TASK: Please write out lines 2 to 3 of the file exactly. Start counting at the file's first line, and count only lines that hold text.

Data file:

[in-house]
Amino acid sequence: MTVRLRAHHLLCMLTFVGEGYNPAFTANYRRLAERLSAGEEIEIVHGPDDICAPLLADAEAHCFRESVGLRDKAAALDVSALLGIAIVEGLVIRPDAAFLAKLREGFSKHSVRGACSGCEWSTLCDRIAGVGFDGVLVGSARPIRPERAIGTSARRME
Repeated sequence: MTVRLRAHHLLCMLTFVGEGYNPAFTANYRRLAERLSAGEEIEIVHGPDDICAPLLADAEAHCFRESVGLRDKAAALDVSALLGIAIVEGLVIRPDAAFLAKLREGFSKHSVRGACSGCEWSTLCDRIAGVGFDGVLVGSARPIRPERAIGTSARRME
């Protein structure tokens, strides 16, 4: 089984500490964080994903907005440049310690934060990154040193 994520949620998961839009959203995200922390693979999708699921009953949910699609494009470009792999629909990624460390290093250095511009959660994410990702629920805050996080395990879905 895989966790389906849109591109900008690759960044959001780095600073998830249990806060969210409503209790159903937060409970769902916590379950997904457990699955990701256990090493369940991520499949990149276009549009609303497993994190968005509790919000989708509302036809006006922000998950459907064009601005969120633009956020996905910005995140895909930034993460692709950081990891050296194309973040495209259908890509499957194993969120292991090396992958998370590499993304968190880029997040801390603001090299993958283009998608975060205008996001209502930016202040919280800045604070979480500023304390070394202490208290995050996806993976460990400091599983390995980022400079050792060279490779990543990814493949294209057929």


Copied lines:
Amino acid sequence: MTVRLRAHHLLCMLTFVGEGYNPAFTANYRRLAERLSAGEEIEIVHGPDDICAPLLADAEAHCFRESVGLRDKAAALDVSALLGIAIVEGLVIRPDAAFLAKLREGFSKHSVRGACSGCEWSTLCDRIAGVGFDGVLVGSARPIRPERAIGTSARRME
Repeated sequence: MTVRLRAHHLLCMLTFVGEGYNPAFTANYRRLAERLSAGEEIEIVHGPDDICAPLLADAEAHCFRESVGLRDKAAALDVSALLGIAIVEGLVIRPDAAFLAKLREGFSKHSVRGACSGCEWSTLCDRIAGVGFDGVLVGSARPIRPERAIGTSARRME